Ophthalmologists are physician specialists who not only conduct medical exams, but also diagnose and treat diseases of the eye and perform eye surgeries. Ophthalmologists who perform vision-correction surgery like LASIK, have notably high earning potential. However, there are some variations when it comes to the average ophthalmologist salary.
Ophthalmologists in the US earn about $219,000 per year, on average, compared to those in Canada where annual earnings average C$250,000 or $197,980 USD. Salaries in Australia and New Zealand are similar at AU$200,000 ($156,364 USD) and NZ$150,000 ($104,611 USD), respectively. The average annual salary for ophthalmologists in the UK is £68,929 or $90,869 USD. Salaries vary worldwide with further details outlined in this guide.
How Much Does an Ophthalmologist Make?
Salary ranges vary by geographic region as shown in the table below.
|Ophthalmologist Salary||US||Canada||UK||Australia||New Zealand|
Ophthalmologist Salary Determinant Factors
While geographic region impacts salaries worldwide, professional experience has the greatest influence on income. The following paragraphs include additional information on salary, benefits and career outlook for a career in ophthalmology.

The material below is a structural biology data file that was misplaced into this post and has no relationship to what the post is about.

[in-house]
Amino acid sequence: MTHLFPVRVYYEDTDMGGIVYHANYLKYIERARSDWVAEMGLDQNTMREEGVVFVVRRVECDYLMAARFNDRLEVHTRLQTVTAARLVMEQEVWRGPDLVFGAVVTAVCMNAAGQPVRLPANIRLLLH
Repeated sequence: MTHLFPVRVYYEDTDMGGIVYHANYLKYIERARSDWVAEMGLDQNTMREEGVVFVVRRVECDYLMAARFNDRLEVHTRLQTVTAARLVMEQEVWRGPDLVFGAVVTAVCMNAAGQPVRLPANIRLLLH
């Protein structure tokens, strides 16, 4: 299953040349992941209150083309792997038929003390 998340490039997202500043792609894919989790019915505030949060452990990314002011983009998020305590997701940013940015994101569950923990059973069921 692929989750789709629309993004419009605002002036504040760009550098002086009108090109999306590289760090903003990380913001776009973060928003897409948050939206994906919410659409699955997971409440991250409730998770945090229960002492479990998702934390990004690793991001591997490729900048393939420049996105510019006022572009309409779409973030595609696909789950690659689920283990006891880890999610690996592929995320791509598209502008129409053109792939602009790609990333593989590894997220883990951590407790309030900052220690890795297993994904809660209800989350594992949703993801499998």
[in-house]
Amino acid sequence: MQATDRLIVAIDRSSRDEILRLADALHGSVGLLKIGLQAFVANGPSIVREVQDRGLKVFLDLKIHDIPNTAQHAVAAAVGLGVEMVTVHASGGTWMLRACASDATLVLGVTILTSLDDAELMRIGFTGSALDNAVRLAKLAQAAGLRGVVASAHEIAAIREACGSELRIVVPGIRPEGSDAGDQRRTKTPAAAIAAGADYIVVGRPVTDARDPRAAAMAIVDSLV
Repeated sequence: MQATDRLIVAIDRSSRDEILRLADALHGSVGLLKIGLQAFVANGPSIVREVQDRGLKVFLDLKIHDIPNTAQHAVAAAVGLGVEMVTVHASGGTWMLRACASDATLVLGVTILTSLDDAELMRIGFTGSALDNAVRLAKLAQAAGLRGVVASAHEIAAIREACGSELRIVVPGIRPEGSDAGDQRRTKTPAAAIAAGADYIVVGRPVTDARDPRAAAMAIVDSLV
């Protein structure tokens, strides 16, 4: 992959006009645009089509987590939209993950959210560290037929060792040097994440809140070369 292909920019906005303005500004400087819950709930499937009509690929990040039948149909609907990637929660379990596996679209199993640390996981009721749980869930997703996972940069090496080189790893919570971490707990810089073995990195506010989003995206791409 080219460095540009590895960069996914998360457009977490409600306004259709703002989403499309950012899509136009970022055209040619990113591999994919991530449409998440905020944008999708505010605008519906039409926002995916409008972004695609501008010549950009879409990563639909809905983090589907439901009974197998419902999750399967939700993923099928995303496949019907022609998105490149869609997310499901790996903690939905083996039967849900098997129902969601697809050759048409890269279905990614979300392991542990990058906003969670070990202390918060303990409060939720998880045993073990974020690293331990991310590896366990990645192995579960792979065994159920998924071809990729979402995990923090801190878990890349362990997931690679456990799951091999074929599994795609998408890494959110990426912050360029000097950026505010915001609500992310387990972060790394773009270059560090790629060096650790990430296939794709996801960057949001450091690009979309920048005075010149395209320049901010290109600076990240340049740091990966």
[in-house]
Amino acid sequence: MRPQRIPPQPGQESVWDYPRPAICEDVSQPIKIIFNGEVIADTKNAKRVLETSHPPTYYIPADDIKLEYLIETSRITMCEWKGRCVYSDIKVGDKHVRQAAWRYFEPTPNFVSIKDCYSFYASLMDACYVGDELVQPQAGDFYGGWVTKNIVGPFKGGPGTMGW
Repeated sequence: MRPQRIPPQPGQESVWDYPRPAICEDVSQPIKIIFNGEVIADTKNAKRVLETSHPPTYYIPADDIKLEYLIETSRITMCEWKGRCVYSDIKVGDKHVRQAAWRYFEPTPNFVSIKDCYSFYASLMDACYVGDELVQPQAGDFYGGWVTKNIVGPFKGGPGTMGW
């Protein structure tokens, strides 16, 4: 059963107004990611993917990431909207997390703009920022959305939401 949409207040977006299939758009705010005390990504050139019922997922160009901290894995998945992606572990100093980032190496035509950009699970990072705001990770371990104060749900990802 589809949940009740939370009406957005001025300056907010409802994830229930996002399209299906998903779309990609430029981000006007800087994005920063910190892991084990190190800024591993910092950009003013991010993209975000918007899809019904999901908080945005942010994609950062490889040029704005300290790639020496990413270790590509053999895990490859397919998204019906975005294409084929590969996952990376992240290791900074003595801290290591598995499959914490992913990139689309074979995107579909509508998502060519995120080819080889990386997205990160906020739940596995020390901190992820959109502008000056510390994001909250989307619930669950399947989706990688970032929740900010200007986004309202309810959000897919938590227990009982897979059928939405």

1. How Much Does an Ophthalmologist Make by Country?
Ophthalmologist Salary in the US
In the US, ophthalmologists earn hefty incomes. Starting salaries begin at about $103,000 and increase with experience to more than $353,545 per year. Bonus incentives can range from about $1,900 to more than $57,000 and some employers offer profit-sharing payments of $12,500. Popularity in vision correction surgery has sparked a rise in incomes for ophthalmologists who perform LASIK procedures. In fact, about 4% of the ophthalmologists working in the US earn more than $500,000 annually. The highest average annual incomes are found in California and Hawaii at $315,000.
Ophthalmologist Salary in Canada